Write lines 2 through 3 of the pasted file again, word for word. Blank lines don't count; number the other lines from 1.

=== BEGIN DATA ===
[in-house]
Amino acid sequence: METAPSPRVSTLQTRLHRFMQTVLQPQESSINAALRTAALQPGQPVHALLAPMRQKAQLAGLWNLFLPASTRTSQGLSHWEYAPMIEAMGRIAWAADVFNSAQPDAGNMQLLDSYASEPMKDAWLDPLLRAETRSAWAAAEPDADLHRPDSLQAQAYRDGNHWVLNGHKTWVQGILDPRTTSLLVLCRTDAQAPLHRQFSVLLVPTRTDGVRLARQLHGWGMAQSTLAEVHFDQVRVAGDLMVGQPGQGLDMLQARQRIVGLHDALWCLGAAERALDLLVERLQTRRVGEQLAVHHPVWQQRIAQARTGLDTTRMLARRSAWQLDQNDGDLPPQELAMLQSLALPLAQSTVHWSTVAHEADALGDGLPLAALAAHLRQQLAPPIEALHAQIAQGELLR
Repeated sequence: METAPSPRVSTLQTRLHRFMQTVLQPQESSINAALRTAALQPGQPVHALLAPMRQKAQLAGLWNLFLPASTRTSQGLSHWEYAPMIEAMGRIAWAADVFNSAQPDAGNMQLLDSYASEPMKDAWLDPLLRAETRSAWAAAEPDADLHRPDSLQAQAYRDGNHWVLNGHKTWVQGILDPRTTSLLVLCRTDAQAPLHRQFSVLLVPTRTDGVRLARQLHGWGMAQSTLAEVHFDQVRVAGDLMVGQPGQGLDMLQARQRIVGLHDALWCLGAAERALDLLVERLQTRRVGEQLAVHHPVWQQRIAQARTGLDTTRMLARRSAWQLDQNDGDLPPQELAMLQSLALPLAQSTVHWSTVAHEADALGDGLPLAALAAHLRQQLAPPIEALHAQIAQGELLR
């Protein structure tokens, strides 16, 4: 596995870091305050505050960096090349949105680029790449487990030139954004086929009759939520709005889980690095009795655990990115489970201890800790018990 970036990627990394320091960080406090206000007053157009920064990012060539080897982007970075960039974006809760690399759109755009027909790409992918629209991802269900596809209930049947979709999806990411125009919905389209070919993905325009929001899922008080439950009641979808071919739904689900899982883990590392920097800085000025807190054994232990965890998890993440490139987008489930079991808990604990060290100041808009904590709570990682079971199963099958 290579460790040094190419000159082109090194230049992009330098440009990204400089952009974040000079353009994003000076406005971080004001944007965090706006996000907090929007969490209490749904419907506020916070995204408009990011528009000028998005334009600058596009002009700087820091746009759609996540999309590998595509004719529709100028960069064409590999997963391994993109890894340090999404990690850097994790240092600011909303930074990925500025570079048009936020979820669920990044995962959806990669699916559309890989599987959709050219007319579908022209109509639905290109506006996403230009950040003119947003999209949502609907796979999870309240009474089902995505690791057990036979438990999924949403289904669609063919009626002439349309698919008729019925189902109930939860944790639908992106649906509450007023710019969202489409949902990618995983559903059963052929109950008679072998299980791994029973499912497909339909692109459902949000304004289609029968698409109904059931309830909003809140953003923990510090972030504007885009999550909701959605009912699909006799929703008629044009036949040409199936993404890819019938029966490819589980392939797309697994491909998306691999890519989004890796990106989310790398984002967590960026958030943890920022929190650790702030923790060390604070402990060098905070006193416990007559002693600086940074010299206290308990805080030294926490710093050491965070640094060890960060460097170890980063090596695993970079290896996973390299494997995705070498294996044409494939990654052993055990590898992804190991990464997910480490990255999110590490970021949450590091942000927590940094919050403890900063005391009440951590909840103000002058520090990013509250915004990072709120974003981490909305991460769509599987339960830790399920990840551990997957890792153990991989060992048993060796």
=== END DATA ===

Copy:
Amino acid sequence: METAPSPRVSTLQTRLHRFMQTVLQPQESSINAALRTAALQPGQPVHALLAPMRQKAQLAGLWNLFLPASTRTSQGLSHWEYAPMIEAMGRIAWAADVFNSAQPDAGNMQLLDSYASEPMKDAWLDPLLRAETRSAWAAAEPDADLHRPDSLQAQAYRDGNHWVLNGHKTWVQGILDPRTTSLLVLCRTDAQAPLHRQFSVLLVPTRTDGVRLARQLHGWGMAQSTLAEVHFDQVRVAGDLMVGQPGQGLDMLQARQRIVGLHDALWCLGAAERALDLLVERLQTRRVGEQLAVHHPVWQQRIAQARTGLDTTRMLARRSAWQLDQNDGDLPPQELAMLQSLALPLAQSTVHWSTVAHEADALGDGLPLAALAAHLRQQLAPPIEALHAQIAQGELLR
Repeated sequence: METAPSPRVSTLQTRLHRFMQTVLQPQESSINAALRTAALQPGQPVHALLAPMRQKAQLAGLWNLFLPASTRTSQGLSHWEYAPMIEAMGRIAWAADVFNSAQPDAGNMQLLDSYASEPMKDAWLDPLLRAETRSAWAAAEPDADLHRPDSLQAQAYRDGNHWVLNGHKTWVQGILDPRTTSLLVLCRTDAQAPLHRQFSVLLVPTRTDGVRLARQLHGWGMAQSTLAEVHFDQVRVAGDLMVGQPGQGLDMLQARQRIVGLHDALWCLGAAERALDLLVERLQTRRVGEQLAVHHPVWQQRIAQARTGLDTTRMLARRSAWQLDQNDGDLPPQELAMLQSLALPLAQSTVHWSTVAHEADALGDGLPLAALAAHLRQQLAPPIEALHAQIAQGELLR